Jitender’s parents, in the quest for looking for their son, got in touch with the local BBA activists who called up BBA’s Delhi office. Jitender was then rescued from this hell by the valiant efforts of the BBA activists under the leadership of Mr.Kailash Sathyarthi. The irony of the situation was that when Jitender was rescued he could not even speak to his father who was present at that time as he had forgotten his own language and could only speak in Punjabi. After the rescue he went back to his village and stayed for a few days with his mother and father. He was brought to Bal Ashram where he underwent rehabilitation.

He does not want children to be trafficked for work and instead wants them to go to school. It is these thoughts that he wanted to express and thus has taken part in the march against trafficking.

Amar Lal Banjara

Amar Lal Banjara 12 years old is one among 6 brothers and sisters. He and his family were debt labourers bonded to a stone quarry contractor in Rajasthan, India. Amar Lal at the tender age of 6 was assigned the responsibility of looking after his younger siblings and later went on to assist his father in breaking stones, this task had to be done manually and was a backbreaking activity. Amarlal had to work with instruments that would have weighed as much as he did. Such extreme circumstances made education next to impossible for this young boy.

Initially Amar Lal's father would not consider sending his children to school due to his financial situation but after a lot of convincing by the BBA activists he finally relented, and so today Amar Lal and his brother Puran are attending formal schools.

The ashram has its own panchayat for governance. Right at the beginning of each new session the boys elect their own sarpanch. Amarlal got elected as the sarpanch of Bal Ashram in the recently held elections in January 2006.Apart from this he is also part of the cultural team that performs folk theatre to generate awareness on social issues including child labour. He has transformed into an exuberant, confident and articulate boy with a passion to tackle the issue of child labour.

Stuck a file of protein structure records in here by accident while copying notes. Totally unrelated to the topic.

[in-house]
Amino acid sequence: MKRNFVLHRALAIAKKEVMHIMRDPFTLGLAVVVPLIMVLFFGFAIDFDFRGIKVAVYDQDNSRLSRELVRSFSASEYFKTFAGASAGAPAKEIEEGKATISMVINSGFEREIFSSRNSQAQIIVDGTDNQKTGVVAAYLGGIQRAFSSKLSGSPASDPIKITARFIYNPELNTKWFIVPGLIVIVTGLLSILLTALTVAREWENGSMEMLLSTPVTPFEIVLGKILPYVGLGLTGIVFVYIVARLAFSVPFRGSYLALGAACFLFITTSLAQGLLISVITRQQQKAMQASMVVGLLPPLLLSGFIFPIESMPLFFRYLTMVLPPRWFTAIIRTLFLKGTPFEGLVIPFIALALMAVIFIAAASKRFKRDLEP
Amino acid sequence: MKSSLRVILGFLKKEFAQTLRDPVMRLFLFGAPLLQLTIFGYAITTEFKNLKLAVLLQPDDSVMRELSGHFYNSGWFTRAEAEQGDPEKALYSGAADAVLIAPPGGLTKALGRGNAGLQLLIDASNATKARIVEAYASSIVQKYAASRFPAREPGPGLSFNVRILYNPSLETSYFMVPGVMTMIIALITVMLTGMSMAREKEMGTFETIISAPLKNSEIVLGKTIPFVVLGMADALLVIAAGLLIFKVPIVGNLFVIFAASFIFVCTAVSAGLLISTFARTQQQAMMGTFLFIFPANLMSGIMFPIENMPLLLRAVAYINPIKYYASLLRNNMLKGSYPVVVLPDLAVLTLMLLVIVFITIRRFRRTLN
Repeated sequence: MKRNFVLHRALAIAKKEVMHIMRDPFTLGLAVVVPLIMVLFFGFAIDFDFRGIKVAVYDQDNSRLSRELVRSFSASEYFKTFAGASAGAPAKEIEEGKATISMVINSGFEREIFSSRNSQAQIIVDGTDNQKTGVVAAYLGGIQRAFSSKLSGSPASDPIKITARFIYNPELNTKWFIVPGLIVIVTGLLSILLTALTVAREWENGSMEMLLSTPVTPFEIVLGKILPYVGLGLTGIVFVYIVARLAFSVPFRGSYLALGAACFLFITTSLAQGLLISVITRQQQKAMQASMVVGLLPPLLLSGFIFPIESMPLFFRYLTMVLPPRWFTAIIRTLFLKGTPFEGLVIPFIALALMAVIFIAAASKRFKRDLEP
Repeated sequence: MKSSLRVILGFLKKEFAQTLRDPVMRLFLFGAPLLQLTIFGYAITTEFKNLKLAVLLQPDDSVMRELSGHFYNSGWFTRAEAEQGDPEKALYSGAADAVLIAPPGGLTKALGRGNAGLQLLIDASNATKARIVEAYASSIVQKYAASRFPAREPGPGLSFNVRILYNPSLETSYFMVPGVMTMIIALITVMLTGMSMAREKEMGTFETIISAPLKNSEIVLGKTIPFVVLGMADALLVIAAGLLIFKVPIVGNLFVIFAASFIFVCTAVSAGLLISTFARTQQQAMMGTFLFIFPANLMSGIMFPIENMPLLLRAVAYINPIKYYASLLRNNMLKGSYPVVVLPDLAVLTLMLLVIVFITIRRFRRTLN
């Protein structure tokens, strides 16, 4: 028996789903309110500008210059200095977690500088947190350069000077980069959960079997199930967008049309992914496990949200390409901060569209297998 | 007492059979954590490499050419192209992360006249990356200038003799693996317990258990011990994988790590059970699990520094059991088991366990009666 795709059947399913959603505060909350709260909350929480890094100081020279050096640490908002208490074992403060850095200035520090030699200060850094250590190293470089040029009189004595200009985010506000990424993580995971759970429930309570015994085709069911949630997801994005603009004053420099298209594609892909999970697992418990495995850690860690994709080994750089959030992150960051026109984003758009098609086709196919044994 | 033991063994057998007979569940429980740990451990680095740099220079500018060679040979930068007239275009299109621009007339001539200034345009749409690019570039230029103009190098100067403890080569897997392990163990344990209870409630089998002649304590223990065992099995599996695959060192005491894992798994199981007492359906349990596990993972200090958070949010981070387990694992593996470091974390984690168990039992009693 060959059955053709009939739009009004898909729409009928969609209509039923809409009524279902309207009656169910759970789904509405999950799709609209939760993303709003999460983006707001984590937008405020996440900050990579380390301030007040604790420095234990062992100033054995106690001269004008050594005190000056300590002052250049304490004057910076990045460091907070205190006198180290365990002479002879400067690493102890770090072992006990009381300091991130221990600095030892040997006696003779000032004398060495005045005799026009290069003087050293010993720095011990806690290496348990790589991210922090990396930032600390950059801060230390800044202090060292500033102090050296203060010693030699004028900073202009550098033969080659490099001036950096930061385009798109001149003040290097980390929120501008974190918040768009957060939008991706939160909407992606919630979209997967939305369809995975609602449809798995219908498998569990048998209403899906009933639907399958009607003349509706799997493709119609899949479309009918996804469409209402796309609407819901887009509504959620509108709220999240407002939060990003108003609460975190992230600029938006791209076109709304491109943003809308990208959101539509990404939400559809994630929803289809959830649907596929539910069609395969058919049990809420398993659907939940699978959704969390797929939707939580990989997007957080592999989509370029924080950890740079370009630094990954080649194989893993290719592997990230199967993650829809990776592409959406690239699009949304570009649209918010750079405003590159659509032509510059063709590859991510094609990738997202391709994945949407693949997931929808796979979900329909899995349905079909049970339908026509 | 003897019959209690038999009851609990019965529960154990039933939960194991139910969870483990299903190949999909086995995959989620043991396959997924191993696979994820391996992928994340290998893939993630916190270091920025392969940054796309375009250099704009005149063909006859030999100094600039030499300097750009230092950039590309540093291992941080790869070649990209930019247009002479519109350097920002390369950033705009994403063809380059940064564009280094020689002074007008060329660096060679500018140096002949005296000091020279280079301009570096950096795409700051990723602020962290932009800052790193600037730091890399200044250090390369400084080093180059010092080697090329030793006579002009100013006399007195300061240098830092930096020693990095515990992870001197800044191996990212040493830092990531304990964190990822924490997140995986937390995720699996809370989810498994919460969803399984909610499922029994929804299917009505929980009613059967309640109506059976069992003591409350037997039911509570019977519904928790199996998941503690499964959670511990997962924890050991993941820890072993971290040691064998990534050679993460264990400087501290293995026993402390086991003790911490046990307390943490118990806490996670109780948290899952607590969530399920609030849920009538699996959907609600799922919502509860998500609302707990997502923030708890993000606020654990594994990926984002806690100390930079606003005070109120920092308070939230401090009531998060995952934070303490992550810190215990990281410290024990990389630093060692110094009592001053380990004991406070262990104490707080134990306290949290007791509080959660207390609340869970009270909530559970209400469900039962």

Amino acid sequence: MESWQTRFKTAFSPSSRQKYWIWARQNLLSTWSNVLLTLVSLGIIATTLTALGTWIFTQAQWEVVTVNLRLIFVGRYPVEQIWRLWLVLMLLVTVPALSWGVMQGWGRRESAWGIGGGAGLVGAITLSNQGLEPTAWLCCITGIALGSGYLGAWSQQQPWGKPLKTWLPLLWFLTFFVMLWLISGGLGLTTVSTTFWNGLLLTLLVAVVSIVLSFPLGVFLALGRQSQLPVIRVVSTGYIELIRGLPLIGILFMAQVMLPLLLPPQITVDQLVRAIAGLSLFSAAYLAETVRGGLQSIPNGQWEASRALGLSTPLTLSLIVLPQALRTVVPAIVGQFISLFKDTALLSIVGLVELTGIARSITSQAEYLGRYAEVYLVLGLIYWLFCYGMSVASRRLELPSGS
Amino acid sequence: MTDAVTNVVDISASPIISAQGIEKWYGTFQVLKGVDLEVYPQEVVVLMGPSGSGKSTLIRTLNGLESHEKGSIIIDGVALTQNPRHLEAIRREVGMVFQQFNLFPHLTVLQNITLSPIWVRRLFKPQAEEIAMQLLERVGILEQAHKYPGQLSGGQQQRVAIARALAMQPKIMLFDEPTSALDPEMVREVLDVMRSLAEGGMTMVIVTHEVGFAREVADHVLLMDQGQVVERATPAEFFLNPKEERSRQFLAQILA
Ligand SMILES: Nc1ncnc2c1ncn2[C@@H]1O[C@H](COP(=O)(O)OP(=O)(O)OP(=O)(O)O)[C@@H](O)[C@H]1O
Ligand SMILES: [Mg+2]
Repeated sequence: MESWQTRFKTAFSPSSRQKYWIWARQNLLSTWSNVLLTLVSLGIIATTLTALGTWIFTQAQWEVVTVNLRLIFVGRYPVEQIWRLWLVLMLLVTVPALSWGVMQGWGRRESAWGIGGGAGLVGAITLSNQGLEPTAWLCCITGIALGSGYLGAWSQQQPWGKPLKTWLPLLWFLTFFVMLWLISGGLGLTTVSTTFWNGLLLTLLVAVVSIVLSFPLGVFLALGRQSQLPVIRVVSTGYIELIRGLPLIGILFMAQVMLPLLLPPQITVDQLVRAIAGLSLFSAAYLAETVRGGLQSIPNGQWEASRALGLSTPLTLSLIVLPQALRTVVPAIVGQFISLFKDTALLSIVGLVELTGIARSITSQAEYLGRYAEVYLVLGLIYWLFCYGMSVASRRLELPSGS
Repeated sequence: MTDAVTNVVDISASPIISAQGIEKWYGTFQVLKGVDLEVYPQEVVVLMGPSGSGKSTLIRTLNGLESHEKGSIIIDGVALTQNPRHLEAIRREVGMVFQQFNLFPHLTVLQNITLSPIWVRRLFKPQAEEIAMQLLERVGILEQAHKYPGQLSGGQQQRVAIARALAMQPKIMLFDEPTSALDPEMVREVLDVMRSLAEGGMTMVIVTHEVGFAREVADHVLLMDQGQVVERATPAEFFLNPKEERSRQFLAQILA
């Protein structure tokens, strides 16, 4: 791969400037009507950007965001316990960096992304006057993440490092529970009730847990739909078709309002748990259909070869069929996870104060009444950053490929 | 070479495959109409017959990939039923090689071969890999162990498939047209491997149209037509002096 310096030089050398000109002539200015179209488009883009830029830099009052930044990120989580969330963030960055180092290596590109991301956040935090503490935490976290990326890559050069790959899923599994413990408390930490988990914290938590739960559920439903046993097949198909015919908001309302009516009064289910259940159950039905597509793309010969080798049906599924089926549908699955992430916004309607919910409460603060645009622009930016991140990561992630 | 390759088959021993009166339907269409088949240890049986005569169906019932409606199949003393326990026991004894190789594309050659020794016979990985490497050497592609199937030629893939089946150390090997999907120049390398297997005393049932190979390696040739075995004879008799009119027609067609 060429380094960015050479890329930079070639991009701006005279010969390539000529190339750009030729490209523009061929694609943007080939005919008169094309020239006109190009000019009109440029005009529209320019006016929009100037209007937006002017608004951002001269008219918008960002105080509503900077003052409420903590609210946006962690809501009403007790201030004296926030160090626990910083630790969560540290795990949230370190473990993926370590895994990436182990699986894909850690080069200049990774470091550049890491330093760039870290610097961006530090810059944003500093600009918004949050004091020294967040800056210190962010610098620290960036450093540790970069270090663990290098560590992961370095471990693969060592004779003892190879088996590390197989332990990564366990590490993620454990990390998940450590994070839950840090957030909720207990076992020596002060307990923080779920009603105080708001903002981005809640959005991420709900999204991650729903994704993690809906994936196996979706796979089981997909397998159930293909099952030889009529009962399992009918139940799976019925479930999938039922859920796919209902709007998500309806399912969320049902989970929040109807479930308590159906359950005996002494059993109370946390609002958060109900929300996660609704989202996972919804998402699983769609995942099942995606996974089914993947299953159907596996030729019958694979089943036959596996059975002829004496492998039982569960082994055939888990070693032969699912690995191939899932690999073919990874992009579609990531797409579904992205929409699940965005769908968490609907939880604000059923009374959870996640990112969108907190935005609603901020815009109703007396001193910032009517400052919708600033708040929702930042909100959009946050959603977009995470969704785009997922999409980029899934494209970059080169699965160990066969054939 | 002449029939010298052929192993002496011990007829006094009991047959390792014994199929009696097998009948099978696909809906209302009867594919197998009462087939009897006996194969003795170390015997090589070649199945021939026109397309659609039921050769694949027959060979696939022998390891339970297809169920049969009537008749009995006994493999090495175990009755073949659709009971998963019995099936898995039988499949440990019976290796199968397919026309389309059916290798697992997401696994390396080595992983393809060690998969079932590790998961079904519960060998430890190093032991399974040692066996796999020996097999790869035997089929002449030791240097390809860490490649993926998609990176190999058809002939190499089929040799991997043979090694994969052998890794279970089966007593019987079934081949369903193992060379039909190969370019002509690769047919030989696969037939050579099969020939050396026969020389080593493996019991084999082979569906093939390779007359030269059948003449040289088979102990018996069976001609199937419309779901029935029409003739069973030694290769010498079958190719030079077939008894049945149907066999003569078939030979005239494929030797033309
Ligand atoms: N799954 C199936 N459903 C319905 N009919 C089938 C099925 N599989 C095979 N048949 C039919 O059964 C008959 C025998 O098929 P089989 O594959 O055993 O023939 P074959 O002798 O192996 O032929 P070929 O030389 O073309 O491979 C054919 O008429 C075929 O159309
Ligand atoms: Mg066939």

Amar Lal says, “In Bal Ashram I have realized what freedom is. In the Ashram we have the freedom to be ourselves to be children again, to be able to laugh and play without fear. I can dream now of a future for myself which is not full of exploitation”.

Nazma Boyati, Bangladesh

Nazma Boyati, now 17 years old, started begging at the tender age of 6 with her disabled father, Mr. Momon Boyati. To augment the earnings, Nazma used to wash dishes in a tea stall in her village, Sonapur in Bangladesh. Nazma ranaway from the tea stall after 3 years and started living on the streets of Dhaka city. In order to survive, Nazma was engaged in rag-picking and also selling of scrap. 
During this time Nazma came in contact with Aparajeyo-Bangladesh, who rescued her from her miseries and is still being supported by them.

Nazma is an excellent at drawing and her dream is to become an Artist.

Mohanmmad Farhad, Bangladesh

17 year old Md. Farhad was born in Madaripur District in Bangladesh. He has two elder sisters and a brother. His parents, Mr. Anowar Hossain and Ms. Farida Yasmin, migrated from Shaibehar Upzilla of Maradipur district, during 1991 when Md. Farhad was 2 years old. His father had a small piece of land, however he had to work as a daily wage labourer to earn his livelihood and had a hand-to-mouth existence.

After migrating to Dhaka, his father opened up a small grocery shop and his mother started sewing for a living. But his father’s sop did not work well and they faced many problems. Thus Farhad, in order to supplement the family’s income, started working.

Qazi Novera Tanshu Nasa, Bangladesh

Qazi was kidnapped by a child trafficking group, aged eight, while playing outside her house. Her parents filed a case of kidnapping and the gang was arrested, fortunately before the girl was trafficked. She has been involved in various BUK programmes. She is now studying and wants to be lawyer. She is determined to fight against child trafficking.

Anusua Karmakar, Bangladesh

Anusua was kidnapped by a child trafficking group, aged 10, while on her way to school. Her parents filed a case of kidnapping and the gang was arrested, fortunately before the girl was trafficked. The incident left Anusua mentally disturbed. BUK provided support by involving her in various child based programmes. She is now studying and wants to be a Doctor

Mohammed Tuhin, Bangladesh

Background: Mohammed comes from a family of seven. His father (M.A. Salam) is a mason. His mother (late Shahinur Begum) suddenly died, leaving his father bereft. Due to poverty and lack of attention, Mohammed ran away and started living on the street. He was involved in different types of hazardous work including rag picking and scrap collecting. He was rescued by Aparajeyo’s staff and is now in Class III. He is also involved in newpaper distribution. He wants to be an electrical technician.